# Demystifying the Sherman-Morrison-Woodbury formula

A matrix inversion formula that frequently appears in machine learning, linear algebra and other textbooks is the Sherman-Morrison-Woodbury formula, according to which a matrix sum can be inverted as

\begin{equation}

(A+CD^T)^{-1}=A^{-1}-A^{-1}C(I+D^TA^{-1}C)^{-1}D^TA^{-1}.

\end{equation}

Your first reaction may be wondering if this formula even simplifies anything. The right-hand-side of this equation looks so complicated that one wonders if it’s not simpler to just use compute the sum $A+CD^T$ and invert it. However, this formula can **significantly simplify calculations** when the matrices $C, D\in \mathbb{R}^{n\times k}$ are such that $k<n$ and we already computed $A^{-1}$, say, in previous iterations, and $CD^T$ correspond to the *update term*. It is easiest to see this in the extreme version of the formula, called also the Sherman-Morrison Formula, according to which

\begin{equation}

(A+cd^T)^{-1} = A^{-1}-\frac{A^{-1}cd^TA^{-1}}{1+d^TA^{-1}c}.

\end{equation}

In this case, $k=1$ and it’s clear that if we already computed $A^{-1}$, the right-hand-side is computationally very simple to obtain, whereas if we were to compute this inversion using the left-hand-side, we’d be computing the inverse of an $n\times n $ matrix from scratch. The formulae above are also important for **theoretical purposes**, as they allow us to investigate what the effect that perturbation on some matrix coefficients has on the inverse of the matrix, which is useful for sensitivity analysis of a system (see p125 of Carl D. Meyer).

Now that we’ve hopefully convinced you about the importance of this formula, let’s go back to the title: how the heck has it been arrived at?

If you’re familiar with the *Schur component* and how it can be used to invert a matrix (see, e.g., this post), then the Sherman-Morrison-Woodbury formula starts to be demystified. Specifically, the

\begin{equation}\mathbf{A}^{-1}+\mathbf{A}^{-1}\mathbf{C}(\mathbf{B-RA}^{-1}\mathbf C)^{-1}\mathbf{RA}^{-1}

\end{equation}

part that appears as the invert of the top-left of a matrix

\begin{equation}

\begin{pmatrix}\mathbf A & \mathbf C\\ \mathbf R & \mathbf B \end{pmatrix}.

\end{equation}

In light of the above, it’s not difficult to see that if we apply the Schur inversion lemma and invert the matrix

$$

\begin{pmatrix}

A & C \\ D^T & -I\end{pmatrix},

\label{eq:1}

$$

the top-left block of the inverse will be precisely the right-hand-side of the S.M.W. formula

$$

A^{-1}-A^{-1}C(I+D^TA^{-1}C)^{-1}D^TA^{-1}

$$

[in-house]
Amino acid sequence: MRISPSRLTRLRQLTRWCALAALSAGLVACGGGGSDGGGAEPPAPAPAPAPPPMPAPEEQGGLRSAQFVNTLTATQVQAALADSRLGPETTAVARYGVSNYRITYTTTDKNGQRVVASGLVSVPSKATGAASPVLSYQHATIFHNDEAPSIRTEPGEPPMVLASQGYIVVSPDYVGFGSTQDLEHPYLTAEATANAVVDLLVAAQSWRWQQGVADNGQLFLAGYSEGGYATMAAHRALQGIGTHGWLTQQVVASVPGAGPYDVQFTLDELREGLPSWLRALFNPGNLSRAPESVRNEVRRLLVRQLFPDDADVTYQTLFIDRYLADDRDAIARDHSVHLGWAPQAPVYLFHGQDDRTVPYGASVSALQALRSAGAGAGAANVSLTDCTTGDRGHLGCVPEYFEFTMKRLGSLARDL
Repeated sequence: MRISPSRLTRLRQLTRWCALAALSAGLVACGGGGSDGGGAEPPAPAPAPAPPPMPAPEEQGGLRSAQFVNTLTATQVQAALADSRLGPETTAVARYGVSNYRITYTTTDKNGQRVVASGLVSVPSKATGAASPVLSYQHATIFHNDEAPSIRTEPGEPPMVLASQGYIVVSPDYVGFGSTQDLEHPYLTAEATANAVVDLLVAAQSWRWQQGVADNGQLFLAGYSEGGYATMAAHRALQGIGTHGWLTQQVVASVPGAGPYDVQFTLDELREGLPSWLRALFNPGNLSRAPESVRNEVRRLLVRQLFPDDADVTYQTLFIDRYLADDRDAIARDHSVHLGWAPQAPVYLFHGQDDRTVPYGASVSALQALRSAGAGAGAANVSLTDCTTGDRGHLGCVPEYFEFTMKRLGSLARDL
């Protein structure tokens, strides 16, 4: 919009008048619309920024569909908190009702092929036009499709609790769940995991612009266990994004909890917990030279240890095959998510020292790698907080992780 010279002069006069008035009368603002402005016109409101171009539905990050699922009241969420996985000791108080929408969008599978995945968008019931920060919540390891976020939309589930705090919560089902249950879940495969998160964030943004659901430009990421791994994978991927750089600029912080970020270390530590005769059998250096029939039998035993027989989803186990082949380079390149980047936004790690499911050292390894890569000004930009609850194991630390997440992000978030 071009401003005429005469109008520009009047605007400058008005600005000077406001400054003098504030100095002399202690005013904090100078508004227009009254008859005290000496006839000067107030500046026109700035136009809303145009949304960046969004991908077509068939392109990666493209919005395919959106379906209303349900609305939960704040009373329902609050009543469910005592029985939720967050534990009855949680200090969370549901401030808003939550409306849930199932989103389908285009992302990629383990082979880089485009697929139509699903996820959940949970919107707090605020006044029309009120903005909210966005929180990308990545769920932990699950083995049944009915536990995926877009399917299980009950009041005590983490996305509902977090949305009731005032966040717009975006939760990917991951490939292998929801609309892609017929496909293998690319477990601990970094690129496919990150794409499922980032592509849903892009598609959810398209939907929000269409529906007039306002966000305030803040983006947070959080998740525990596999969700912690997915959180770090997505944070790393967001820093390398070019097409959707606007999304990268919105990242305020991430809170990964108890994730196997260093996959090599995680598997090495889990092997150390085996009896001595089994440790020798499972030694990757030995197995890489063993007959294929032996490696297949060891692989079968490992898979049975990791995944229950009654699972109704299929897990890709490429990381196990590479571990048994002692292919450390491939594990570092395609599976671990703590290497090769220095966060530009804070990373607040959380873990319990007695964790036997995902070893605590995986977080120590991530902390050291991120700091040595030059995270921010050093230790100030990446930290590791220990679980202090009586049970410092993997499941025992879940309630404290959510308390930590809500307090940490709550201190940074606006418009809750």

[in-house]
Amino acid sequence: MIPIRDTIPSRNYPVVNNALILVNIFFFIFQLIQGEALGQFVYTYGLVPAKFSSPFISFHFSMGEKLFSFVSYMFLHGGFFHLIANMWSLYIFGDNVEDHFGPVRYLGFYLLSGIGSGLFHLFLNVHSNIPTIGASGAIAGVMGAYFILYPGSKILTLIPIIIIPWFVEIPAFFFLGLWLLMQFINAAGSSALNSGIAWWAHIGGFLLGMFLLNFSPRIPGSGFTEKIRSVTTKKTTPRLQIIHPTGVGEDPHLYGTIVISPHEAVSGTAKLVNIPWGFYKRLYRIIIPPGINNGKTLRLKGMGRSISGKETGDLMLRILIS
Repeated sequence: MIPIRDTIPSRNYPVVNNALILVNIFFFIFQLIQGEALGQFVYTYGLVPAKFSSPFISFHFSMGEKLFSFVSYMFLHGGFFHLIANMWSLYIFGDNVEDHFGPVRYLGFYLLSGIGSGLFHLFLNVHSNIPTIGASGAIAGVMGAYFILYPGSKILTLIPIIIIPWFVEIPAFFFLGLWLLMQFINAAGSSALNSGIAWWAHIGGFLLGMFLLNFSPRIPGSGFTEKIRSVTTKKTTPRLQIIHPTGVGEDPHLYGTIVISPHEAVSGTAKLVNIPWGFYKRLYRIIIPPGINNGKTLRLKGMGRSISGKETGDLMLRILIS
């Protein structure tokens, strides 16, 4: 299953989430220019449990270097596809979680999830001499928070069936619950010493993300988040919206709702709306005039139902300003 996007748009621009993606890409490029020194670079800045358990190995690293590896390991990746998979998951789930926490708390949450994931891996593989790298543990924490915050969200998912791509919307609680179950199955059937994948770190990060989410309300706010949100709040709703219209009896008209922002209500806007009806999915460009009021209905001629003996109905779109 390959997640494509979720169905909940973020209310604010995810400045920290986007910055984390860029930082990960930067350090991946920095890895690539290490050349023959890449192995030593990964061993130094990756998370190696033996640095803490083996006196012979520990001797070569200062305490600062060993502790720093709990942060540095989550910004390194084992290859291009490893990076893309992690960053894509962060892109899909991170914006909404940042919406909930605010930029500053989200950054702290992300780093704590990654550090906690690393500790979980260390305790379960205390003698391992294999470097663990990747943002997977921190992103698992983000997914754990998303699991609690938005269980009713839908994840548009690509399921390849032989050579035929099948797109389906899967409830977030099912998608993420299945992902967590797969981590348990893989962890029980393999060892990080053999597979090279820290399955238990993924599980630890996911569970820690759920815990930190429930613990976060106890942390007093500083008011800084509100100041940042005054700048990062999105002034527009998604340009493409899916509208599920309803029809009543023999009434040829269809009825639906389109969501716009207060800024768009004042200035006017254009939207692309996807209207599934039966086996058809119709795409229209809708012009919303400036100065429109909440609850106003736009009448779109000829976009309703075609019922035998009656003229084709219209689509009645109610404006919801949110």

This is the biggest step towards the demystification–recognizing the pattern of the S.M.W. formula and matching it with the Schur inversion lemma. But we are not done yet.

The next important step is to left- and right-multiply the matrix that we listed above with some matrices,

$$

\begin{pmatrix}* & * \\ * & * \end{pmatrix}

\begin{pmatrix}

A & C \\ D^T & -I\end{pmatrix}\begin{pmatrix}* & * \\ * & * \end{pmatrix}

$$

such that the result of the multiplication above results in a matrix

* whose top-left block of size $n\times$ is exactly the l.h.s. of the S.M.W. formula, i.e., $A+CD^T$

* that is non-singular.

The first of these criteria suggest that the following should work:

$$

\begin{pmatrix}* & * \\ * & * \end{pmatrix}

\begin{pmatrix}

A & C \\ D^T & -I\end{pmatrix}\begin{pmatrix}I & * \\ D^T & * \end{pmatrix}

$$

The second of these criteria suggest each of the three matrices in this multiplication should be non-singular. Thus, we can just put

\begin{equation}

\begin{pmatrix}* & * \\ * & * \end{pmatrix}

\begin{pmatrix}

A & C \\ D^T & -I\end{pmatrix}\begin{pmatrix}I & 0 \\ D^T & I \end{pmatrix}.

\end{equation}

Since all we are trying to do with the multiplication is to obtain a matrix like (see the two criteria above)

\begin{equation}

\begin{pmatrix}A+CD^T & * \\ * & * \end{pmatrix},

\end{equation}

we don’t care much about the other entries as long as they lead to a nonsingular matrix. In light of these, we can populate the left-most matrix on the multiplication as:

\begin{equation}

\begin{pmatrix}I & * \\ * & I \end{pmatrix}

\begin{pmatrix}

A & C \\ D^T & -I\end{pmatrix}\begin{pmatrix}I & 0 \\ D^T & I \end{pmatrix}=

\begin{pmatrix}I & * \\ * & I \end{pmatrix}

\begin{pmatrix}A+CD^T & C \\ 0 & -I\end{pmatrix}.

\end{equation}

The remaining *’s can possibly filled in multiple ways, but let’s go for the values that lead to the simplest non-singular form on the r.h.s., which would be block-diagonal. This would be achieved as below:

\begin{equation}

\begin{pmatrix}I & C \\ 0 & I \end{pmatrix}

\begin{pmatrix}A+CD^T & C \\ 0 & -I\end{pmatrix}.

\end{equation}

And we are done! But let’s re-cap to consolidate we did:

- We identified the similarity between the Schur inversion lemma and the S.M.W. formula
- We realized that if we apply the Schur inversion lemma to the matrix

$$

\begin{pmatrix}* & * \\ * & * \end{pmatrix}

\begin{pmatrix}

A & C \\ D^T & -I\end{pmatrix}\begin{pmatrix}I & * \\ D^T & * \end{pmatrix},

$$

the top-left of the inverted matrix would be the r.h.s. of the S.M.W. formula that we seek - We needed to left- and right-multiply the matrix above with some simple matrices such that the resultant matrix is nonsingular and the top-left block of the matrix is $A +CD^T$